Chapter-1: The Arab working class - Palestinian Workers, A Reserve Army of Labour in the Israeli Economy, by Emmanuel Farajun, Tel Aviv, July 1979. Originally published in Hebrew May 1978.
Chapter-2: The division of the Arab labour force between occupations and enterprises - Palestinian Workers, A Reserve Army of Labour in the Israeli Economy, by Emmanuel Farajun, Tel Aviv, July 1979. Originally published in Hebrew May 1978.
Chapter-3: Mobility - Palestinian Workers, A Reserve Army of Labour in the Israeli Economy, by Emmanuel Farajun, Tel Aviv, July 1979. Originally published in Hebrew May 1978.
Chapter-4: Wages and working conditions - Palestinian Workers, A Reserve Army of Labour in the Israeli Economy, by Emmanuel Farajun, Tel Aviv, July 1979. Originally published in Hebrew May 1978.
Unlike the period prior to 1948, after the establishment of Israel the Palestinian society underwent a process of integration in the Israeli system. Thus the model of internal colonialism does apply as a valid description of the relationship between the Jewish and Arab sectors in Israel after 1948.
Discussion Forum: It is completely illusory to imagine that a viable advanced economic and social order can be established in Palestine, capable of increasing qualitatively the material, cultural and social welfare of the Palestinian masses, without the active participation of the Jewish proletariat.
The members of the Khamsin collective announce with deeply-felt grief the sudden death of Nigel Disney, a dedicated member of our collective. Nigel, born in Nottingham, died at the age of 26 on the 24 June 1978 in a London hospital.
A look at the changes in Palestinian society since the beginning of zionist expansion in the region and its affect on the position of women.
Legislation dealing with marriage, divorce, and the status of women (inferior in all cases) is still based on, or directly inspired by, Koranic law in all the Arab-Islamic states. What role is played by Islam, what is its influence, and how is it used in the oppression of Arab women.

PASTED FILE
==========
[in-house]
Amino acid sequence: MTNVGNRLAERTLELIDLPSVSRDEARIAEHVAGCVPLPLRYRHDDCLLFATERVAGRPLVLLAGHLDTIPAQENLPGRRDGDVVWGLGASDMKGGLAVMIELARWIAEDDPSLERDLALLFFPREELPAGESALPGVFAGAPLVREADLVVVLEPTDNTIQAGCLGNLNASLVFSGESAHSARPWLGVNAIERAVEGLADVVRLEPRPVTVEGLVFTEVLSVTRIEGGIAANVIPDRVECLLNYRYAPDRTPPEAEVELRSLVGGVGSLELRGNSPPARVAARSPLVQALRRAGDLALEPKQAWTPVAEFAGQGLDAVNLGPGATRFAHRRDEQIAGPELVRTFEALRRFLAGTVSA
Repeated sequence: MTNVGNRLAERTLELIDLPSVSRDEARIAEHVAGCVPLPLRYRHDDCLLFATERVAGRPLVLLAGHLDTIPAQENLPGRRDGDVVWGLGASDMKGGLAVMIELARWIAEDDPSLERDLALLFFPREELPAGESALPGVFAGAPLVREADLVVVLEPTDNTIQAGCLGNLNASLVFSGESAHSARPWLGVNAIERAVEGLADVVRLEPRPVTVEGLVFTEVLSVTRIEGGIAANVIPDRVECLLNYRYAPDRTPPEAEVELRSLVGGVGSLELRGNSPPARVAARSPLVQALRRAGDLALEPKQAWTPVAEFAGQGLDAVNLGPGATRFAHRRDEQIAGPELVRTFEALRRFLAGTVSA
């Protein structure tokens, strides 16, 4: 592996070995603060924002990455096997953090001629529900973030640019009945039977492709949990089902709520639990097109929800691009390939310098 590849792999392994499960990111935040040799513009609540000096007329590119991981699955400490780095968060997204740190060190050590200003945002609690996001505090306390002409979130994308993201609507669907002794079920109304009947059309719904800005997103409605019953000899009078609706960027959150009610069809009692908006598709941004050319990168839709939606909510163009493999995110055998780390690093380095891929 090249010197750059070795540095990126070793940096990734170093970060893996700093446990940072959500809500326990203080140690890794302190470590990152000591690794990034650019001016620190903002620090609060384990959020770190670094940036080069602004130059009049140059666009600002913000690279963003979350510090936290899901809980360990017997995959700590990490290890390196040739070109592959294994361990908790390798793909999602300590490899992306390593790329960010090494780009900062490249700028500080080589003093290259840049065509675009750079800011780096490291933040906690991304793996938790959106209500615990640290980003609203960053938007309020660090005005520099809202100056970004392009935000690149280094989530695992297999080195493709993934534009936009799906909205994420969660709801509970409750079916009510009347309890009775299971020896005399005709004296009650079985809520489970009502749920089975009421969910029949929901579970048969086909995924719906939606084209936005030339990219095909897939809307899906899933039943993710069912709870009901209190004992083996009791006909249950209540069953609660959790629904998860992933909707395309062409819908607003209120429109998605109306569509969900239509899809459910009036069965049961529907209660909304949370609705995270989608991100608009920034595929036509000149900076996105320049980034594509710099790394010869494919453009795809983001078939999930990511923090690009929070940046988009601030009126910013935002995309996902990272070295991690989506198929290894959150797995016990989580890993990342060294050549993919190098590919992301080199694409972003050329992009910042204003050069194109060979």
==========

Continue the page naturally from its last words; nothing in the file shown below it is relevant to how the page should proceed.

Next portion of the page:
This article aims to show how the objective and subjective henchmen of Zionism in the West, in their attempt to fluster the critics of Zionism, present ‘leftist’-tinged arguments in support of the Israeli state, but especially directed against its Jewish opponents of the anti-Zionist socialist movement inside Israel.
Text criticising Samir Amin's view on the formation of Arab nations, analysing from a Marxist perspective the construction of Arab nationalism, Islam and the need for working class internationalism in the Middle-East.
A powerful and confident Israel is an essential linchpin in the new American hegemonic structure in the Middle East. American policy must therefore heed the very deep-seated zionist rejection of the idea of creating even a small Palestinian state between Israel and Jordan.
The myth of the supposed liberation and equality of Israeli women, while perhaps gratifying a deep-seated need for feminists in search of identity, cajoles most Israeli women into a state of spirited resignation – content with a public image that bears little or no resemblance to their actual situation.
Yehoshua Porath of the Hebrew University of Jerusalem has written what will undoubtedly become the standard reference work of the history of the Palestinian national movement, and deservedly so: this despite the fact that at times he seems unable to free himself from his political prejudices, and abdicates his professed role of detached historian to don the mantle of the partisan adversary.
Salim Tamari responds to Mohammed Ja'far's article on the PLO and the Palestinian national liberation movement: Only in the occupied territories (and Israel) do Palestinians have a 'proper' (though dislocated) and differentiated class structure. But there all forms of class consciousness are being submerged by the realities of national oppression in the daily confrontation with the occupier.
Jews who lived in Egypt for 2,000 years, held important positions in the civil service, were rarely exposed to racial persecution and spoke the language of the people...Yet, in Egypt as elsewhere in the Mashreq, the Jewish population, with rare exceptions, has left the country. Why?